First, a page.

4 years ago

Raw starch microparticles have immunostimulant activity in mice vaccinated with BCG and challenged with Mycobacterium tuberculosis

The main challenge for vaccine development or improvement is the lack of safe adjuvants or immunostimulants that induce protective immune responses and can be used for mucosal immunization, which is a highly desirable strategy for vaccination against infectious diseases acquired by oral or intranasal routes. One promising alternative is the use of biodegradable and biocompatible polymeric microparticles. Recently, we developed an immobilization and delivery system with starch microparticles (SMPs) and a starch-binding domain (SBDtag) suitable for the mucosal administration of antigens and the induction of antigen-specific immune responses. Here, we explore the immunostimulant and reinforcing potential of the system using BALB/c mice with progressive pulmonary tuberculosis (PPT). The heat shock protein alpha-crystallin from Mycobacterium tuberculosis immobilized on SMPs (µAcr-SBDtag) or SMPs alone were administered nasally as boosters to BCG-vaccinated mice without any extra adjuvant. The mice were challenged intratracheally with either moderately virulent or highly virulent M. tuberculosis strains. Our results showed that the administration of either the immobilized antigen or SMPs asa booster for the BCG vaccination induced a significant reduction of bacterial loads in the lungs of mice, even more than in mice that received the BCG vaccination alone. Since no difference was observed in pulmonary bacillary burdens between the two reinforced groups, the obtained effect was most likely primarily caused by the starch. As determined by histological study, the administration of boosters did not contribute to the progress of pneumonia, which diminishes the safety concerns related to the administration of SMPs intranasally. Taken together, our findings suggest that this system may be considered asa new carbohydrate-based adjuvant suitable for mucosal vaccines against tuberculosis and other infectious diseases, and more generally, they highlight the potential of particulate α-glucans as immune response modifiers.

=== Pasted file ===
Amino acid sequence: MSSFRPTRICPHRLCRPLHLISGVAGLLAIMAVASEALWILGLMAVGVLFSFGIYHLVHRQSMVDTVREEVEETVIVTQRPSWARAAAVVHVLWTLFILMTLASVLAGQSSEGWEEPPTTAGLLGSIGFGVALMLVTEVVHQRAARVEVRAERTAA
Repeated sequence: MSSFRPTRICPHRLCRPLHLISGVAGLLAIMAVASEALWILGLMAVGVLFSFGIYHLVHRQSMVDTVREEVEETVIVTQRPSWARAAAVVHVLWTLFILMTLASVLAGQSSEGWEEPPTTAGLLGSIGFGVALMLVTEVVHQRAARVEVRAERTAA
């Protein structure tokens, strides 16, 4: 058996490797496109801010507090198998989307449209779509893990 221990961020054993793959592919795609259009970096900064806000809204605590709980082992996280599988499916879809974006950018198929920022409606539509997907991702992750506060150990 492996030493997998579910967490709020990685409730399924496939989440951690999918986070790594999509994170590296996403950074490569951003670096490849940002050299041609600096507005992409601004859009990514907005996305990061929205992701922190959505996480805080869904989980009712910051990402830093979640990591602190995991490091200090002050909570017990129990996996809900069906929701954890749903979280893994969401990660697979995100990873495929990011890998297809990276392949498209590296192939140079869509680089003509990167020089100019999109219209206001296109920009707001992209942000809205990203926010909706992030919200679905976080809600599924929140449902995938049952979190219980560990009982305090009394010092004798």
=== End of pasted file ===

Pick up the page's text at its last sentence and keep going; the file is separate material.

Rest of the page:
Publisher URL: www.sciencedirect.com/science

DOI: S0264410X17310794

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